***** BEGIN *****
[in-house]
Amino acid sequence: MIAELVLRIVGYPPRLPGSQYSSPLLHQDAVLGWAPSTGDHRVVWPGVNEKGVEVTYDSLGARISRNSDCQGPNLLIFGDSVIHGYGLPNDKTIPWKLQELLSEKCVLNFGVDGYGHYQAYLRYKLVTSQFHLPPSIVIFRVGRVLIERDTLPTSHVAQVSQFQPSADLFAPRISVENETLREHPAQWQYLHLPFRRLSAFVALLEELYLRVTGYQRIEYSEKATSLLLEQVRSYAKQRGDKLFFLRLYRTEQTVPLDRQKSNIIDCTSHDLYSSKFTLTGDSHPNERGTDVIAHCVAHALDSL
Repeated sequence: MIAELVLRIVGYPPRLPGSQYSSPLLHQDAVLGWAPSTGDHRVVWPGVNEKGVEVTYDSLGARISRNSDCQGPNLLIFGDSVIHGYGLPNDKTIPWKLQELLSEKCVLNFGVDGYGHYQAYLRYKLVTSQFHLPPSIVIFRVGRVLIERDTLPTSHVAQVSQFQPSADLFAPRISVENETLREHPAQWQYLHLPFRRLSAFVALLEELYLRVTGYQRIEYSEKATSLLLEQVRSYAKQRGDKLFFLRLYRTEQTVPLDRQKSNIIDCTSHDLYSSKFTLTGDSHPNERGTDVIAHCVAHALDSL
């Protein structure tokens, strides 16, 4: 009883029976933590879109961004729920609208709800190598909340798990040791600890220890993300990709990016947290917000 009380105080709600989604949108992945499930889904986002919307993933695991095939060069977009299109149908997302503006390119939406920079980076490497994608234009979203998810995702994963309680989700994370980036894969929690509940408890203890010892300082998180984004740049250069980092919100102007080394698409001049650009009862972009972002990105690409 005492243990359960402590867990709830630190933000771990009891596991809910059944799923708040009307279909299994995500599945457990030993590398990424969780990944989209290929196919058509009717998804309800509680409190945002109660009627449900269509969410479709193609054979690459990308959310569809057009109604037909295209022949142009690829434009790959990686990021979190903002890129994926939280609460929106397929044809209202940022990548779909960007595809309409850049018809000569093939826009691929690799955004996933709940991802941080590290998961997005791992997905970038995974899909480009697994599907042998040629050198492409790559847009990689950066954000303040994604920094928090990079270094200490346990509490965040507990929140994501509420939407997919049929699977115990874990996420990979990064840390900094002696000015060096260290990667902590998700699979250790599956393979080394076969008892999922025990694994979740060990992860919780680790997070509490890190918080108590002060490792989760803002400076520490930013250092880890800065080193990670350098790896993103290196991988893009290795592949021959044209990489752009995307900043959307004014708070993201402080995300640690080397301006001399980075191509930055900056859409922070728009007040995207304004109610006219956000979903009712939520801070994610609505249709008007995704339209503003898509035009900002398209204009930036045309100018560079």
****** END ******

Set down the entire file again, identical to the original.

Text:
[in-house]
Amino acid sequence: MIAELVLRIVGYPPRLPGSQYSSPLLHQDAVLGWAPSTGDHRVVWPGVNEKGVEVTYDSLGARISRNSDCQGPNLLIFGDSVIHGYGLPNDKTIPWKLQELLSEKCVLNFGVDGYGHYQAYLRYKLVTSQFHLPPSIVIFRVGRVLIERDTLPTSHVAQVSQFQPSADLFAPRISVENETLREHPAQWQYLHLPFRRLSAFVALLEELYLRVTGYQRIEYSEKATSLLLEQVRSYAKQRGDKLFFLRLYRTEQTVPLDRQKSNIIDCTSHDLYSSKFTLTGDSHPNERGTDVIAHCVAHALDSL
Repeated sequence: MIAELVLRIVGYPPRLPGSQYSSPLLHQDAVLGWAPSTGDHRVVWPGVNEKGVEVTYDSLGARISRNSDCQGPNLLIFGDSVIHGYGLPNDKTIPWKLQELLSEKCVLNFGVDGYGHYQAYLRYKLVTSQFHLPPSIVIFRVGRVLIERDTLPTSHVAQVSQFQPSADLFAPRISVENETLREHPAQWQYLHLPFRRLSAFVALLEELYLRVTGYQRIEYSEKATSLLLEQVRSYAKQRGDKLFFLRLYRTEQTVPLDRQKSNIIDCTSHDLYSSKFTLTGDSHPNERGTDVIAHCVAHALDSL
């Protein structure tokens, strides 16, 4: 009883029976933590879109961004729920609208709800190598909340798990040791600890220890993300990709990016947290917000 009380105080709600989604949108992945499930889904986002919307993933695991095939060069977009299109149908997302503006390119939406920079980076490497994608234009979203998810995702994963309680989700994370980036894969929690509940408890203890010892300082998180984004740049250069980092919100102007080394698409001049650009009862972009972002990105690409 005492243990359960402590867990709830630190933000771990009891596991809910059944799923708040009307279909299994995500599945457990030993590398990424969780990944989209290929196919058509009717998804309800509680409190945002109660009627449900269509969410479709193609054979690459990308959310569809057009109604037909295209022949142009690829434009790959990686990021979190903002890129994926939280609460929106397929044809209202940022990548779909960007595809309409850049018809000569093939826009691929690799955004996933709940991802941080590290998961997005791992997905970038995974899909480009697994599907042998040629050198492409790559847009990689950066954000303040994604920094928090990079270094200490346990509490965040507990929140994501509420939407997919049929699977115990874990996420990979990064840390900094002696000015060096260290990667902590998700699979250790599956393979080394076969008892999922025990694994979740060990992860919780680790997070509490890190918080108590002060490792989760803002400076520490930013250092880890800065080193990670350098790896993103290196991988893009290795592949021959044209990489752009995307900043959307004014708070993201402080995300640690080397301006001399980075191509930055900056859409922070728009007040995207304004109610006219956000979903009712939520801070994610609505249709008007995704339209503003898509035009900002398209204009930036045309100018560079």